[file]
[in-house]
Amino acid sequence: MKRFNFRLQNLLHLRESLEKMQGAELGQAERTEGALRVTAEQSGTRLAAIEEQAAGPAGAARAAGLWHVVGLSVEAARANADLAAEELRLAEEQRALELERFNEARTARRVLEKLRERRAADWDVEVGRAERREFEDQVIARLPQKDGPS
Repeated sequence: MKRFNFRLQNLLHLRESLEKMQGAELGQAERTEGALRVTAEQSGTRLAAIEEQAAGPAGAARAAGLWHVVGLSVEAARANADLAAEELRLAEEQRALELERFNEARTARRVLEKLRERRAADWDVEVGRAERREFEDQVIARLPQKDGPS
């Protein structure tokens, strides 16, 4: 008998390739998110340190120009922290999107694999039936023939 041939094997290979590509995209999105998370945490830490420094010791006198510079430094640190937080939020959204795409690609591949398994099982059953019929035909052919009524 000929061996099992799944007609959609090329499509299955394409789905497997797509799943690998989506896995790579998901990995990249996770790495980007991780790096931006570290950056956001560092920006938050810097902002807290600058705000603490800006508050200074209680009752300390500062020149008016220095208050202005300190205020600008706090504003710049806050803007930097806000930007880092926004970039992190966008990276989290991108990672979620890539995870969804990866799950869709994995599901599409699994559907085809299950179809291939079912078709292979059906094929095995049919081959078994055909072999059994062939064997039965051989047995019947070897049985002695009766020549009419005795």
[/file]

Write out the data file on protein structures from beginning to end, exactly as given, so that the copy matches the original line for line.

[in-house]
Amino acid sequence: MKRFNFRLQNLLHLRESLEKMQGAELGQAERTEGALRVTAEQSGTRLAAIEEQAAGPAGAARAAGLWHVVGLSVEAARANADLAAEELRLAEEQRALELERFNEARTARRVLEKLRERRAADWDVEVGRAERREFEDQVIARLPQKDGPS
Repeated sequence: MKRFNFRLQNLLHLRESLEKMQGAELGQAERTEGALRVTAEQSGTRLAAIEEQAAGPAGAARAAGLWHVVGLSVEAARANADLAAEELRLAEEQRALELERFNEARTARRVLEKLRERRAADWDVEVGRAERREFEDQVIARLPQKDGPS
């Protein structure tokens, strides 16, 4: 008998390739998110340190120009922290999107694999039936023939 041939094997290979590509995209999105998370945490830490420094010791006198510079430094640190937080939020959204795409690609591949398994099982059953019929035909052919009524 000929061996099992799944007609959609090329499509299955394409789905497997797509799943690998989506896995790579998901990995990249996770790495980007991780790096931006570290950056956001560092920006938050810097902002807290600058705000603490800006508050200074209680009752300390500062020149008016220095208050202005300190205020600008706090504003710049806050803007930097806000930007880092926004970039992190966008990276989290991108990672979620890539995870969804990866799950869709994995599901599409699994559907085809299950179809291939079912078709292979059906094929095995049919081959078994055909072999059994062939064997039965051989047995019947070897049985002695009766020549009419005795």